By Bethany Kilcrease
So, perhaps you’re a high school senior just packing bags and preparing to head off to college. Or, perhaps you’re a parent about to send off your child. Or, maybe you’re neither and just have some time to kill and happened to stumbled across this awesome website. In any case, I am about to offer you the first item on my off-the-top-of-my-head list of how to survive those tumultuous college years while remaining in the faith. I should note that all the following dos and don’ts are mine alone and don’t necessarily reflect the views of every contributor on this site. I should also note that I write as 1) someone who actually went to college many moons ago and did eventually graduate, 2) someone who then went through graduate school while working as a teaching assistant, and 3) someone who now works at a college as a professor. Last caveat: why does anyone – college student or not – come to and remain in the faith? It’s a miracle wrought by God the Holy Spirit! While we can shipwreck our faith, only the Holy Spirit can establish it and bring it to completion.
Now the good stuff for undergrads and others. Do go to Divine Service every Sunday. Every Sunday. Every Sunday. This cannot be emphasized enough. Don’t worship at Bedside Baptist. Ideally, you should pick a college with a good congregation in mind to attend during the academic year. If you are at a large public university in the upper Midwest or at one of the Concordias, then you may be able to find a congregation on campus at a chapel. But, odds are, you will be attending a college where this is not an option. That means you will actually have to leave campus to attend the Divine Service. Unfortunately, in my experience, the vast majority of undergraduate students will not leave campus to attend church. It’s like there’s an invisible electric fence around the campus and students are wearing those fancy zapper dog collars. Students, break free from the gravitational force exerted by the quad and get to that church!
If you are a parent or member of a congregation located near a college, your best chance of getting students to leave campus is to offer rides of some kind that will pick students up at their dorms and drop them off there. Even students with cars are unlikely to leave campus, but if they don’t have one, then the daunting prospect of walking, biking, or taking public transportation will further deter them. Yes, a tiny minority of students will leave campus and diligently make the trek to church every Sunday, and possibly even for Advent and Lententide mid-week services. But the vast majority will not, even if they see themselves as committed LCMS Lutherans. The more committed ones who will not go off campus will find a Roman Catholic or Evangelical Protestant worship service somewhere on campus and make do with that. However, this is not a good long term substitute, because the services will likely be Gospel-deficient and the Lord’s Supper will be unavailable. There is simply no substitute for getting to a confessional Lutheran church for the Divine Service every Sunday and on other feast days. This is why the sale and destruction of University Lutheran Chapel at the University of Minnesota was so utterly tragic. It sat right next to campus! Meaning students didn’t really have to leave campus to get there. The logic of this decision still baffles the mind. (Full disclosure: I have zero relation to University Lutheran Chapel). But, I digress.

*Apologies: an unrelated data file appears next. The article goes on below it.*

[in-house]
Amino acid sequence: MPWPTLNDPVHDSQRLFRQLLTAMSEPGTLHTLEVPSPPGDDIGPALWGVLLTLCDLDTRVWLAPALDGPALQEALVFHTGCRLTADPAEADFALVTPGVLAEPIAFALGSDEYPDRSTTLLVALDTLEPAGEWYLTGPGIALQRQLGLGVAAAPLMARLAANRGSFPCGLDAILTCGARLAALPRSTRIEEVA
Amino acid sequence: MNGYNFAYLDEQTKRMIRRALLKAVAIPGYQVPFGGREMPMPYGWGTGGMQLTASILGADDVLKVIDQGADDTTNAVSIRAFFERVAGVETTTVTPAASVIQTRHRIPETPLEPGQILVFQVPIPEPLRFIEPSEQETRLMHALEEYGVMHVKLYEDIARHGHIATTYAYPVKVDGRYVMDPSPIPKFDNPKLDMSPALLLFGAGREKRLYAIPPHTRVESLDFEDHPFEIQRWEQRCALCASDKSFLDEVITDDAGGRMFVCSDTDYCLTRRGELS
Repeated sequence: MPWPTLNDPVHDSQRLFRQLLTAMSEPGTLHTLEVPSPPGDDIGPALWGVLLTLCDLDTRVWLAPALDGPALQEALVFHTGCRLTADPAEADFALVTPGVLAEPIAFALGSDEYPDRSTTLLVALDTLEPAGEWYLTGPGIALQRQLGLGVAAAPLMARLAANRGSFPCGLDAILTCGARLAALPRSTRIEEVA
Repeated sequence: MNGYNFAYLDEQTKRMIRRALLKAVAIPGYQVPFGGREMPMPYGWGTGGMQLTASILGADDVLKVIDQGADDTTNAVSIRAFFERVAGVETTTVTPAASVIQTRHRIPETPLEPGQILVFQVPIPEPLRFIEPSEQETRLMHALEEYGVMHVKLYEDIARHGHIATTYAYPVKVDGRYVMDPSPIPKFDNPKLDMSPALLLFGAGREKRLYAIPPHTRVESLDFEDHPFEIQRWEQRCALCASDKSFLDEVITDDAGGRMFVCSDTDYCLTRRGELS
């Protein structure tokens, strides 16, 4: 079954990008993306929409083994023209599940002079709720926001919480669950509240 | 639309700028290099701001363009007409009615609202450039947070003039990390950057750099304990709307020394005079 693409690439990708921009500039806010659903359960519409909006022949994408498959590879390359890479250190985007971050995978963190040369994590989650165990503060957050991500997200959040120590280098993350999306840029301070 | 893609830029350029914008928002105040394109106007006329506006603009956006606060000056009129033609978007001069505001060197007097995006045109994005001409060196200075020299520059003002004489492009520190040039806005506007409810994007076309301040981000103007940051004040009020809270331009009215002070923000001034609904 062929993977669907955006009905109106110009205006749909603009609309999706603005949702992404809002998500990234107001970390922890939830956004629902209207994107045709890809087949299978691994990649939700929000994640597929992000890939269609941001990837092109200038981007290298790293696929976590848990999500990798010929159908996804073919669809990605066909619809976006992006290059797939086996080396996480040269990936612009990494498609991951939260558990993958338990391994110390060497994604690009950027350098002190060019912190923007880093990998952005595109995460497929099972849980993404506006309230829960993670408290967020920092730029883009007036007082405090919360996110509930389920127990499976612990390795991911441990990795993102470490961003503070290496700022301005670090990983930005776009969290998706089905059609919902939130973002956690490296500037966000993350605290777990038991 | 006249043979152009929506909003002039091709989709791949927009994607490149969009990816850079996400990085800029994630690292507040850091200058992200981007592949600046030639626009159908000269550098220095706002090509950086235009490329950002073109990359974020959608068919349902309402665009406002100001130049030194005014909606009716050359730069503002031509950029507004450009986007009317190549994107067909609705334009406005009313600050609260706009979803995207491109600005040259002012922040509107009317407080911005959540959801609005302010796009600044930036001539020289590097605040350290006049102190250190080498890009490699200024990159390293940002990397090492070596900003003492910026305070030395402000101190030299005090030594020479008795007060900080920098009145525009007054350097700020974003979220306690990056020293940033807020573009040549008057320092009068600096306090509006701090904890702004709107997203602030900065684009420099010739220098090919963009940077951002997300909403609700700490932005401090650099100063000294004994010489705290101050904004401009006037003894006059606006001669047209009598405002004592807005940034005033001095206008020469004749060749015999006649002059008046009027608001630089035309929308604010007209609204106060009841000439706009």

The bottom line for college students: DO attend the Divine Service every Sunday. You need Jesus. DON’T succumb to inertia and sleep in on Sundays. If necessary, and it probably will be, DO go off campus to get to a solid Lutheran church. If you don’t have a car, call the church and ask for help arranging a ride. You can use that fancy computer phone you’re always tinkering with in my class to do this. You could possibly also find a professor on campus to drive you. More on finding these professors another time. DON’T think that you can substitute attending just whatever Christian service is available on campus. DO go to Divine Service every Sunday. Every Sunday. Every Sunday.
In our possible, but at this point still hypothetical, next installment, we’ll discuss handling all those scary atheistic liberal college professors. You know, my friends.